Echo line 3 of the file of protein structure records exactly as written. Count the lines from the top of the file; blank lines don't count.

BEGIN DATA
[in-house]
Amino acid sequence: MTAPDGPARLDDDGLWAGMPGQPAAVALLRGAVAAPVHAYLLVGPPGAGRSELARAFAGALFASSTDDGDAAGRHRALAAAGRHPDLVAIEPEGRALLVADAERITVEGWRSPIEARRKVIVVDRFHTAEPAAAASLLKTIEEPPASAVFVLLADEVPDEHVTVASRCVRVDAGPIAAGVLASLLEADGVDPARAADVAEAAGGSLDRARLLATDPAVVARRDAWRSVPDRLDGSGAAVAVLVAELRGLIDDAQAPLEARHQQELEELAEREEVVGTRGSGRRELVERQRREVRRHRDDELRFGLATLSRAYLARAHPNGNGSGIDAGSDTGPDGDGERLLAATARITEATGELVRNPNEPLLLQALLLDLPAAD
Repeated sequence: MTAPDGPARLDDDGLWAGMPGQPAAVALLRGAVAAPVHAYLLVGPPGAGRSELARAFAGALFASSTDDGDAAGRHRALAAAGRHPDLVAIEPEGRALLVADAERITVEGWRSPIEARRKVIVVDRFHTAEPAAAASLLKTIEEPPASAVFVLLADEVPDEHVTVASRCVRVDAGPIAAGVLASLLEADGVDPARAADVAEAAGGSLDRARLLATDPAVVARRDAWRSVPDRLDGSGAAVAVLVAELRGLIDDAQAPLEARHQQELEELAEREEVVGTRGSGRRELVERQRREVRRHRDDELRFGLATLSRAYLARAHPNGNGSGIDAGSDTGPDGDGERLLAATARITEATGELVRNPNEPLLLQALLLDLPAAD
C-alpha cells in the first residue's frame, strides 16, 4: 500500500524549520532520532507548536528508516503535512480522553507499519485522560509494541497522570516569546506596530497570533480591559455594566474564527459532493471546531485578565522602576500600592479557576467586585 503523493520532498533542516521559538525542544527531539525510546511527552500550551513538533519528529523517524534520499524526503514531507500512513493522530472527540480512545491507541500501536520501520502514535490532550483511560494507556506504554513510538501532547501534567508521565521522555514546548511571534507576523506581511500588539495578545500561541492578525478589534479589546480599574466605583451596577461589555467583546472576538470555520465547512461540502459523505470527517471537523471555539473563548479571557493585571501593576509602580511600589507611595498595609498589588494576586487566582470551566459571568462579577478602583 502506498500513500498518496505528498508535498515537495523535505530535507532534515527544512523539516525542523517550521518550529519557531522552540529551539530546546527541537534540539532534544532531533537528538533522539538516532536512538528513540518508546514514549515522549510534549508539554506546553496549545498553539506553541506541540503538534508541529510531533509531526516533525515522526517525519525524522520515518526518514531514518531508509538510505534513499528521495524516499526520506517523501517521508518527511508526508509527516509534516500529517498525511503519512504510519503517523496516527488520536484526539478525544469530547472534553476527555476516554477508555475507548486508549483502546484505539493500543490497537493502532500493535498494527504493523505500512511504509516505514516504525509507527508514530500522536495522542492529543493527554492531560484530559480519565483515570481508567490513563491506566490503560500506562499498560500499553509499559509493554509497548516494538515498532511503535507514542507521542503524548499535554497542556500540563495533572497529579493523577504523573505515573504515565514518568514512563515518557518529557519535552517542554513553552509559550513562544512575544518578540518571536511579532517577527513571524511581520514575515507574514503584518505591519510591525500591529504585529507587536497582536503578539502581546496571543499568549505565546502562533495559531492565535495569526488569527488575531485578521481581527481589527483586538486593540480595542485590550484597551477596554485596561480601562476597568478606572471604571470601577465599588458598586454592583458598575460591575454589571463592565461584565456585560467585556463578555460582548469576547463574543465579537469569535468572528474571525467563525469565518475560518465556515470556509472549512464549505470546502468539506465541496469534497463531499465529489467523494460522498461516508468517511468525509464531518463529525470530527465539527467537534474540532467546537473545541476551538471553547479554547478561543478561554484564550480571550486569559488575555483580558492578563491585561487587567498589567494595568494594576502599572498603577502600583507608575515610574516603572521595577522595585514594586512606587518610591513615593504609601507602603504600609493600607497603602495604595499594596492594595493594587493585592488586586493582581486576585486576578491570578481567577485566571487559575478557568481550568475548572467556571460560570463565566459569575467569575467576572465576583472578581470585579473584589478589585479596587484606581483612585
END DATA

Repeated sequence: MTAPDGPARLDDDGLWAGMPGQPAAVALLRGAVAAPVHAYLLVGPPGAGRSELARAFAGALFASSTDDGDAAGRHRALAAAGRHPDLVAIEPEGRALLVADAERITVEGWRSPIEARRKVIVVDRFHTAEPAAAASLLKTIEEPPASAVFVLLADEVPDEHVTVASRCVRVDAGPIAAGVLASLLEADGVDPARAADVAEAAGGSLDRARLLATDPAVVARRDAWRSVPDRLDGSGAAVAVLVAELRGLIDDAQAPLEARHQQELEELAEREEVVGTRGSGRRELVERQRREVRRHRDDELRFGLATLSRAYLARAHPNGNGSGIDAGSDTGPDGDGERLLAATARITEATGELVRNPNEPLLLQALLLDLPAAD